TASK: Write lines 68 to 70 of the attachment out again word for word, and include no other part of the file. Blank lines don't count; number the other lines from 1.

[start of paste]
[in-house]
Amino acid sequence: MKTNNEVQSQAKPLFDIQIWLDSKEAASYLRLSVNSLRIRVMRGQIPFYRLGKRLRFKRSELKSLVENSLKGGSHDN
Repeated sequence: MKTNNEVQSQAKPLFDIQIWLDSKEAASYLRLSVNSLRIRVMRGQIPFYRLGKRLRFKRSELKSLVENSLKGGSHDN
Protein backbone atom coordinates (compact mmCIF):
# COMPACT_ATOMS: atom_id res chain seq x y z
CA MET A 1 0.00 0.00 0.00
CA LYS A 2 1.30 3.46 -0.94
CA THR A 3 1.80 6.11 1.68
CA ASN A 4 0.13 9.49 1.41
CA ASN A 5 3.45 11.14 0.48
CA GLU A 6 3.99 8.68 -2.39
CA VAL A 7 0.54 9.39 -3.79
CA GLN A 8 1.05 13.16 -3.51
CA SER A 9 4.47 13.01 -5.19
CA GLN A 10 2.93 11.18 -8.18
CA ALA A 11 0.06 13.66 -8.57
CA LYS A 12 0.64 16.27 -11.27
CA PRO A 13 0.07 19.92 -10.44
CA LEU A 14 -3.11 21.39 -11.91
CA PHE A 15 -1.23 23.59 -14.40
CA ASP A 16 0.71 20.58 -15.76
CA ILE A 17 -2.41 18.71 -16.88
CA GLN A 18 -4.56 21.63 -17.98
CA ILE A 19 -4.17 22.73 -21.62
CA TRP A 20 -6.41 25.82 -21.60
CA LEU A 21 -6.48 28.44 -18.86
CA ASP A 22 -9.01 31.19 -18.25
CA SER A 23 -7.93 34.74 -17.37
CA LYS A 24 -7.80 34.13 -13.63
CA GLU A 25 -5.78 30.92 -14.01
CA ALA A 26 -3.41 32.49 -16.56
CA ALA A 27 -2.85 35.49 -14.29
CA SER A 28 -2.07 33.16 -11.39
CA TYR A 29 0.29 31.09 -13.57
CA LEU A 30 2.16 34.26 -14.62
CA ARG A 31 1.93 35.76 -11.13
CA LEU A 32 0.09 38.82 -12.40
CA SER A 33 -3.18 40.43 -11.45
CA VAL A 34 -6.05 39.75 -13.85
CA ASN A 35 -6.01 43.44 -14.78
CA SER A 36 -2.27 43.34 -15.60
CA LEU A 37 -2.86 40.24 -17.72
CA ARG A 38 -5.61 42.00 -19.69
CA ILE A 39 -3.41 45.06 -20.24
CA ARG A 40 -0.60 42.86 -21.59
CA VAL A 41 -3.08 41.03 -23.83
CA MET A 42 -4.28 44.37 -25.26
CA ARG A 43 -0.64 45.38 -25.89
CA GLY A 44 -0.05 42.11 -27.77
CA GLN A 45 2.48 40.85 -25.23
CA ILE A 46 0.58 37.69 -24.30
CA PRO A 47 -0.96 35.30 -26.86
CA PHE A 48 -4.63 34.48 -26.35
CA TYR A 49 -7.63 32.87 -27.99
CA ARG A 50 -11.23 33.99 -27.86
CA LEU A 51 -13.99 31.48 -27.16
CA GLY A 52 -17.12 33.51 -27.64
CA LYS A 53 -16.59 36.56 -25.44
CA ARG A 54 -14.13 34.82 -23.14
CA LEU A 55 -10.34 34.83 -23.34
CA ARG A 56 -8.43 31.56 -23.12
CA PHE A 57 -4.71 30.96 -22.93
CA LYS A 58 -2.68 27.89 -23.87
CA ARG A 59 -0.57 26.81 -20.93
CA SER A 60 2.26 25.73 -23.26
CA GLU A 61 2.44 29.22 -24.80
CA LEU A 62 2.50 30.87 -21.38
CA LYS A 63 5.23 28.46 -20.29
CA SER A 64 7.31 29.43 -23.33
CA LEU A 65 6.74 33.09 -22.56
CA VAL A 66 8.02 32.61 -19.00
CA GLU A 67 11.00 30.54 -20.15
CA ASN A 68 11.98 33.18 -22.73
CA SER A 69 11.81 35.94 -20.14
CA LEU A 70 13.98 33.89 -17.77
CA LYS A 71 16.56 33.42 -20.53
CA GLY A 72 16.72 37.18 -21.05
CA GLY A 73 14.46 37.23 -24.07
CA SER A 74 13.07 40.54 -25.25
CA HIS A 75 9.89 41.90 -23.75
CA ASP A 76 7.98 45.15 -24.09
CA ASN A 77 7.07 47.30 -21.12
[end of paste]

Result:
CA LYS A 63 5.23 28.46 -20.29
CA SER A 64 7.31 29.43 -23.33
CA LEU A 65 6.74 33.09 -22.56